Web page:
-A Mac is better than Win-Dell. You want your computer to be something you turn on and perform basic functions for you: email, Internet browsing, household accounting, gaming, simple multimedia entertainment. You don't want to be solving puzzles involving drivers, configuration settings, and registry entries. If that's you, then spend a little extra on a Mac. Even if you lay out more cash than you would on a $200 Wal-Mart wintel box, you'll profit in the long run. Isn't your time worth anything? Of course it is. Well, if you've ever spent most of a weekend fighting to get a wintel box back in order after a spyware attack or a system meltdown, just count the hours and multiply by your hourly rate at work. Add that to the original cost of the computer, and then you'll begin to see why I recommend the Mac and its no-hassle, low-maintenance profile of reliability and performance.
-Get out of the dialup world. Go cable, DSL, or wi-fi, and you'll never regret dropping out of dialup. The savings in time, frustration, and money cannot be overestimated, especially if you like to download games and view multimedia online. This is now a no-brainer, given the low cost and ease of use of wi-fi and DSL.
-Don't try to learn HTML in a weekend. Too many people delve into the technical minutiae of geekdom without any idea of what they're getting into—I see this at work all the time. If you want to build a website for yourself, there are options beyond trying to write HTML cold out of a book or spending $400 on Dreamweaver and getting lost in its labyrinthine layers of features. If you have a Mac, the choice is simple: Freeway, a graphical html editor from Softpress is a marvelous program for the non-geek who would like to build a website without geekery. For a sample of Freeway's prowess and potential, see my I Ching Counseling website, which I built entirely within Freeway. Another Mac option is a .mac account, which costs about $100 a year and provides email, a personal website with templates, 1GB of storage, and bundled backup and antivirus software. For the Wintel crowd, there are even more options, ranging from Netscape's venerable Composer, to lots of simple, cheap web editors, to the "EasyWeb" applications built into many website hosting plans. Even geeks are often daunted by the proliferation and complexity of today's online languages and scripts; most confine themselves to a particular area of specialization, such as html, javascript, or xml. The rest of us should seek out options that complement our abilities and experience (or lack thereof). I'm not discouraging anyone from trying to learn some markup or programming; but just do it in a relaxed and orderly fashion—don't attempt to master this kind of stuff while you're trying to post the family scrapbook over a few web pages.
Use external hardware when possible. Going into the guts of a PC can be like trying to fix a car's engine: it can make more of a mess than it's worth, and you often wind up with a machine that won't take you anywhere, except to an ayslum. And it voids the warranty, which is never a good thing. If you need a new hard drive, get an external device that simply plugs into a USB or Firewire port on your PC and sets itself up without your having to mess around with jumper settings and partitions. Sweat the details at work; otherwise, let it be plug 'n' play.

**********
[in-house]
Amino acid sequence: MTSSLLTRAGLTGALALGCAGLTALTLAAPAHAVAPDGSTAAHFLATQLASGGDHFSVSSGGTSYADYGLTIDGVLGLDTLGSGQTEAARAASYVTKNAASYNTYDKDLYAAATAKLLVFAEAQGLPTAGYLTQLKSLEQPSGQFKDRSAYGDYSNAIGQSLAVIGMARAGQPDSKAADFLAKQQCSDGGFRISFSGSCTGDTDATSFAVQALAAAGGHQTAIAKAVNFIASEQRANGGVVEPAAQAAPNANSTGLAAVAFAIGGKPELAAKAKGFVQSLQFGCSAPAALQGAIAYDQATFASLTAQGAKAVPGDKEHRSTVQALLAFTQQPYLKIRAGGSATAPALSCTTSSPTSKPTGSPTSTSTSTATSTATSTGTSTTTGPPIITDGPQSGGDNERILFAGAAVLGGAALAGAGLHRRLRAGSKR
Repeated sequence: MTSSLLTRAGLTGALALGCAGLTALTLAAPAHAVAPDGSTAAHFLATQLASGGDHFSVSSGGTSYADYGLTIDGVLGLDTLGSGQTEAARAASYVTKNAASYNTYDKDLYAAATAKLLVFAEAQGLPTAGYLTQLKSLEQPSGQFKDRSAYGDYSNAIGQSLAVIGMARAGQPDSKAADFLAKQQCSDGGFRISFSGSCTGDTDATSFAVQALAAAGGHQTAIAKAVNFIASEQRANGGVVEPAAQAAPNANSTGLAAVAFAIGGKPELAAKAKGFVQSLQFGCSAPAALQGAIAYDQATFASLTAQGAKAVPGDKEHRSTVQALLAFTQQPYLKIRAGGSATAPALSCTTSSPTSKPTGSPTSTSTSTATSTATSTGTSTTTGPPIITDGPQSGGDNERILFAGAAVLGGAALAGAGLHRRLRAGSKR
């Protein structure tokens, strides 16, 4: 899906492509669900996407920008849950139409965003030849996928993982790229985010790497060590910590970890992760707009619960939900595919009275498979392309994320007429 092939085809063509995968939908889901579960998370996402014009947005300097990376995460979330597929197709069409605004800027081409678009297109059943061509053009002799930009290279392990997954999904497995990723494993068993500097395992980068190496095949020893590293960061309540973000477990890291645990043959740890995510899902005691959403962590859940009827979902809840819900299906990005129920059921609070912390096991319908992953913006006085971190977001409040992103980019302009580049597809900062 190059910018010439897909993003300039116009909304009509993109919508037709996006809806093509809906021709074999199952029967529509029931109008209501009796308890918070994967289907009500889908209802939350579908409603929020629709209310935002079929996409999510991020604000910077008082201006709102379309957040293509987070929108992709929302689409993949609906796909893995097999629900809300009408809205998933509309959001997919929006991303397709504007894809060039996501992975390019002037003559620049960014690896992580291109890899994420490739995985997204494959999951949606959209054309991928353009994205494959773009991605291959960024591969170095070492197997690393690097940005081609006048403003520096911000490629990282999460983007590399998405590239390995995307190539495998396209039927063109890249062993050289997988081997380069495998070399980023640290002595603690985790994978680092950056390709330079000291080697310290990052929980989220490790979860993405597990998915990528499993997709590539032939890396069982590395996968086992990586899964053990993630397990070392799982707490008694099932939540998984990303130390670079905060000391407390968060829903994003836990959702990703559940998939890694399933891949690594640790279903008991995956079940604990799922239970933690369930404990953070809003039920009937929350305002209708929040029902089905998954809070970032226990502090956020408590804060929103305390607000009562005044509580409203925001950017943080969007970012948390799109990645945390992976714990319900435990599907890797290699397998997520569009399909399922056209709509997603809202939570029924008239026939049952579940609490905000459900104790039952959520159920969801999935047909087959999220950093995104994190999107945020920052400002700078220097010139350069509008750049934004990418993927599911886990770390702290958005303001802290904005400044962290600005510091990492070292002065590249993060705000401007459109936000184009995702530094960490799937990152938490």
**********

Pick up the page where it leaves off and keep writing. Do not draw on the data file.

-When you're online, use common sense. I'm no fan of Microsoft (I think I've made that clear by now), but the fact is that poor old $50 billion Bill gets blamed for somewhat more than he deserves. He can't keep you from going onto those websites that send spyware onto your hard drive; he can't keep you from hitting the links or opening the email attachments that contain virus code; and he can't force you to read the dialog box pop-up windows with their warnings and other information (which most people simply click OK to without glancing at a single word on them). So go to sites that you know are solid, and remember one rule, which I call the Whorehouse Principle: if it flashes or talks seductively to you, it probably is luring you someplace you won't want to be.
-Blog responsibly. This is a related point to the above: if you would like to have a blog, you must first have a message, or at least an idea of what you'd like to post. Start simple, and don't load yourself down with useless software. Use blogger.com, livejournal, or one of the other popular and safe blogging interfaces online. Don't try to replicate Daily Kos in your early efforts.
-Keep your gear simple, organized, and neat. Most of us can get along just fine with a computer, a wifi or cable modem, a printer or all-in-one device, maybe a backup external drive, basic software for productivity, gaming, and learning, and the necessary peripherals (keyboard, mouse, display). Maybe you'll want a digital camera or videocam and an ipod, and perhaps an adapter cable for your cellphone or Blackberry. The advertisers will want you to think about adding all kinds of toys and gear to "make your life simpler"—but the effect of over-technifying your life tends to be just the opposite of simplicity. When you bury yourself under an avalanche of tech gear, you become like the old lady with the tiny garden filled with decorations, fountains, sculptures, and god knows what other repulsive junk. All that stuff does is prevent you from enjoying the plants and flowers that are supposed to be what a garden is about, after all. A profusion of gear becomes just such a jumble. Remember the etymology of "technology" that we discussed yesterday: it's about techne, the skill, art, or craft that is put to practical use. Good art is simple and well-ordered; its elegance is usually related to its directness and unforced, natural organization. The same principle applies to your tech life. You'll get a lot more enjoyment out of a few things that work well and easily together than from a profusion of expensive junk that eats up system resources and demands constant, high maintenance.
-And remember, always keep a place in your computing environment for your pet.